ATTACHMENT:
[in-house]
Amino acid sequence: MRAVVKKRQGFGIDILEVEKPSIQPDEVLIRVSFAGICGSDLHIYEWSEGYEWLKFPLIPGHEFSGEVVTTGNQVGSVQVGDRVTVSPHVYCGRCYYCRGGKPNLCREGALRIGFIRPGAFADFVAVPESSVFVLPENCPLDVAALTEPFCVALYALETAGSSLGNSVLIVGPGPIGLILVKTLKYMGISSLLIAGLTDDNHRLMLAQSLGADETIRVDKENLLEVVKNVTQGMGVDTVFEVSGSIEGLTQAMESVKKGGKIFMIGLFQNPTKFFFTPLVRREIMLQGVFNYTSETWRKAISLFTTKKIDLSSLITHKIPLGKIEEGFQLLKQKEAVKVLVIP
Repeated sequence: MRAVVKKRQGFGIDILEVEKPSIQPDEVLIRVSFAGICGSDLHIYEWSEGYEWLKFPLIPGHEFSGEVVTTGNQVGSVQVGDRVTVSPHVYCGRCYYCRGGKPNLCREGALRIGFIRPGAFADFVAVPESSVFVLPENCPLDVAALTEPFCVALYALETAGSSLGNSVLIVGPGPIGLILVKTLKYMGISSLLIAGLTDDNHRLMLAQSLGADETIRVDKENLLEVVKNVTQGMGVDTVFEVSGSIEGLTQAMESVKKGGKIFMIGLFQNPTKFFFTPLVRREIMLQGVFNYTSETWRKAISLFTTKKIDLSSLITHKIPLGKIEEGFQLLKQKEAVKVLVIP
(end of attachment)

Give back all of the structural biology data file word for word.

[in-house]
Amino acid sequence: MRAVVKKRQGFGIDILEVEKPSIQPDEVLIRVSFAGICGSDLHIYEWSEGYEWLKFPLIPGHEFSGEVVTTGNQVGSVQVGDRVTVSPHVYCGRCYYCRGGKPNLCREGALRIGFIRPGAFADFVAVPESSVFVLPENCPLDVAALTEPFCVALYALETAGSSLGNSVLIVGPGPIGLILVKTLKYMGISSLLIAGLTDDNHRLMLAQSLGADETIRVDKENLLEVVKNVTQGMGVDTVFEVSGSIEGLTQAMESVKKGGKIFMIGLFQNPTKFFFTPLVRREIMLQGVFNYTSETWRKAISLFTTKKIDLSSLITHKIPLGKIEEGFQLLKQKEAVKVLVIP
Repeated sequence: MRAVVKKRQGFGIDILEVEKPSIQPDEVLIRVSFAGICGSDLHIYEWSEGYEWLKFPLIPGHEFSGEVVTTGNQVGSVQVGDRVTVSPHVYCGRCYYCRGGKPNLCREGALRIGFIRPGAFADFVAVPESSVFVLPENCPLDVAALTEPFCVALYALETAGSSLGNSVLIVGPGPIGLILVKTLKYMGISSLLIAGLTDDNHRLMLAQSLGADETIRVDKENLLEVVKNVTQGMGVDTVFEVSGSIEGLTQAMESVKKGGKIFMIGLFQNPTKFFFTPLVRREIMLQGVFNYTSETWRKAISLFTTKKIDLSSLITHKIPLGKIEEGFQLLKQKEAVKVLVIP